Deleuze, Freud and the Three Syntheses

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The aim of this paper is to provide a close reading of Deleuze's complex account of Freud's Beyond the Pleasure Principle in Difference and Repetition. The first part provides a reading of Beyond the Pleasure Principle itself, showing why Freud feels the need to develop a transcendental account of repetition. In the second, I show the limitations of Freud's account, drawing on the work of Weismann to argue that Freud's transcendental model mischaracterises repetition. In the third part, I show how Freud's account of the death drive is shadowed by Deleuze's own non-representational transcendental account.

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A step-by-step guide to Deleuze's Difference and Repetition that helps students to negotiate Deleuze's vast range of sources and difficult, dense language. It is an essential toolkit for anyone approaching Deleuze for the first time.
The aim of this paper is to explore Deleuze's use of Kant's argument from incongruent counterparts, which Kant uses to show the existence of what he calls an “internal difference” within things. I want to explore how Deleuze draws out an important distinction between the concept and the Idea, and provides an incisive account of his relationship to both the Kantian and Leibnizian projects. First, I look at Kant's use of the argument to provide a refutation of the Leibnizian account of space, before showing how this criticism in fact rests on the question of the conceptual determination of object. Second, I show how Deleuze develops a taxonomy of difference on the basis of his reading of Kant's argument. Finally, I look at what Deleuze sees as the limitations in Kant's understanding of this concept and Deleuze's attempt to overcome these limitations through the introduction of the notion of the Idea, which will provide a genetic and nonconceptual account of the object. In doing so, I show why Deleuze takes the formulation of an adequate account of difference to be one of the central aims of his own metaphysics.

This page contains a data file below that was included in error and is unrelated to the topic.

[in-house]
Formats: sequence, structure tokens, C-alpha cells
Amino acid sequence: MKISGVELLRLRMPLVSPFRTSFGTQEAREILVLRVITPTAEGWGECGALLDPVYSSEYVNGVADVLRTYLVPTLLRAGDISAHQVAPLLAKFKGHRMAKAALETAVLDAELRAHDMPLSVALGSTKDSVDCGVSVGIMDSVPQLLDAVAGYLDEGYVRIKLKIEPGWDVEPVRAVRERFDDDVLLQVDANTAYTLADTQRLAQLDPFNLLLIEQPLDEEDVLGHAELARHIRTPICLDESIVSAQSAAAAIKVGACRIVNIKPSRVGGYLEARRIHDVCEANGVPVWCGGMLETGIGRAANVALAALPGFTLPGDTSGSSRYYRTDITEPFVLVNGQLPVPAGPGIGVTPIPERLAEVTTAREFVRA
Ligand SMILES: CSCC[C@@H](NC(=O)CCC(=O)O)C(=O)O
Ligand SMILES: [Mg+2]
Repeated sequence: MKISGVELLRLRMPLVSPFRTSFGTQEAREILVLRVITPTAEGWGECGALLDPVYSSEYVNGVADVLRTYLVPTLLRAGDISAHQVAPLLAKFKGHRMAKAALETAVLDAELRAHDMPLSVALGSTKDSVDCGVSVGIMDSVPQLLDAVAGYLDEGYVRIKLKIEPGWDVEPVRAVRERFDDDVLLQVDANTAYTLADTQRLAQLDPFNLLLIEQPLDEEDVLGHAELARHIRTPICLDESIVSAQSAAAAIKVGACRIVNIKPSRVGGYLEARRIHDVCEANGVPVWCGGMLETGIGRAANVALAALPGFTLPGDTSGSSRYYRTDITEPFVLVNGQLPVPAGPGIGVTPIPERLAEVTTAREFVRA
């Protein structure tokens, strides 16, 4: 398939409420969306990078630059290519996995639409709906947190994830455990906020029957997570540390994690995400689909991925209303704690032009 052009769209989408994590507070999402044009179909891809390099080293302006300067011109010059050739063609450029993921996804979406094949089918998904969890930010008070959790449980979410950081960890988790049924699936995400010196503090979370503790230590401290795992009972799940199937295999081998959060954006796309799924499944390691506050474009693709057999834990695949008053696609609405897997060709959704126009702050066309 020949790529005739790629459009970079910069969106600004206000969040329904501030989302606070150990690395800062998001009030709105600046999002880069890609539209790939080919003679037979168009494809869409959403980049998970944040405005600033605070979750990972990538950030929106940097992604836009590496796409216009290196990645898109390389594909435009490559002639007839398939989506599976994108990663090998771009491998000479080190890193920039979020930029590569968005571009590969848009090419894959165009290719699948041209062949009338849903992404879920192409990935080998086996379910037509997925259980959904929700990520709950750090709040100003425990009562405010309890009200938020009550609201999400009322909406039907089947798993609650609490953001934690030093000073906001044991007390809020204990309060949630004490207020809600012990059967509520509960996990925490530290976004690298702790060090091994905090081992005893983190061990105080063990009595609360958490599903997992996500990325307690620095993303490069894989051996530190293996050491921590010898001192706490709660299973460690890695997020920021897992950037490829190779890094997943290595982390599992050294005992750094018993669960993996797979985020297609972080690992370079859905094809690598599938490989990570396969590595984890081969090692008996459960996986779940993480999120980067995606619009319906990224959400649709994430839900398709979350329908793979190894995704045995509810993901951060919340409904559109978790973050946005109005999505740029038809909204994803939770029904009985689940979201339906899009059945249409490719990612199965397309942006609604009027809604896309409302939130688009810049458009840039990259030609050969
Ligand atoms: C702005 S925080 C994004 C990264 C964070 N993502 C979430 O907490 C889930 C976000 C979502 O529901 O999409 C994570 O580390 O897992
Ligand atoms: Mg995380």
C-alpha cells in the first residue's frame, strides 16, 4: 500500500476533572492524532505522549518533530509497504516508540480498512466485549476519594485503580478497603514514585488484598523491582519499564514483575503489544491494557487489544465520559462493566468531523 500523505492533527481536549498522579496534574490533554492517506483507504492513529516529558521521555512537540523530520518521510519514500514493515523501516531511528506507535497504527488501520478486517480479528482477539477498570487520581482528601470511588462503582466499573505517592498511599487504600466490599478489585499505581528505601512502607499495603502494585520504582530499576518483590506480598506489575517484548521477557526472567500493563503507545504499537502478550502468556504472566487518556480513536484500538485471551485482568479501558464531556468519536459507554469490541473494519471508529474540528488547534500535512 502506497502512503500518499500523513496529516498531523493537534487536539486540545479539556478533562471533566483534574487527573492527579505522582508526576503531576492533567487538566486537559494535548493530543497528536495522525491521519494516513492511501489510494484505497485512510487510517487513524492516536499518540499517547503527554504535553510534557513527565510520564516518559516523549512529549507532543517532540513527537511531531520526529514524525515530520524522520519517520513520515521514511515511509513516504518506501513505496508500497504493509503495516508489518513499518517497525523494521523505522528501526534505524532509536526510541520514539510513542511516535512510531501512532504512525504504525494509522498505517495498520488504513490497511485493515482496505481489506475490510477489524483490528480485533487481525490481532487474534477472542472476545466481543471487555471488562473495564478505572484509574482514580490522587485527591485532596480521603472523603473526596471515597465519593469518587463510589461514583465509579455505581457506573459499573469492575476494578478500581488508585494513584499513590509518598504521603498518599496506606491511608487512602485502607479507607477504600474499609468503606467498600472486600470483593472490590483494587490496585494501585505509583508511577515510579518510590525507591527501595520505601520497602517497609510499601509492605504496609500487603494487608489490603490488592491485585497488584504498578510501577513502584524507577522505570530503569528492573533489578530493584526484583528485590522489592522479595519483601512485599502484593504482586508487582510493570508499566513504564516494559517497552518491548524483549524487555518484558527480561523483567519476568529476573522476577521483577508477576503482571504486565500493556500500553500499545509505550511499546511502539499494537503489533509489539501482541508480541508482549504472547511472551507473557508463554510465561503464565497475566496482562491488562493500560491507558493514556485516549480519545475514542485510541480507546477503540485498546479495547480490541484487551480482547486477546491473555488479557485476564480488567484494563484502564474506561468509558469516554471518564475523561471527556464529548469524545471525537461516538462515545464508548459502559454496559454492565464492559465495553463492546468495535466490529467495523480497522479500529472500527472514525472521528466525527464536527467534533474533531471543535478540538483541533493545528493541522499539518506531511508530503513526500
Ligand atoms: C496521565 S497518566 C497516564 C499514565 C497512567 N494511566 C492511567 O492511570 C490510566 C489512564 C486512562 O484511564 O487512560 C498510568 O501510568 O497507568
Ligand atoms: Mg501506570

• Allison Henry E.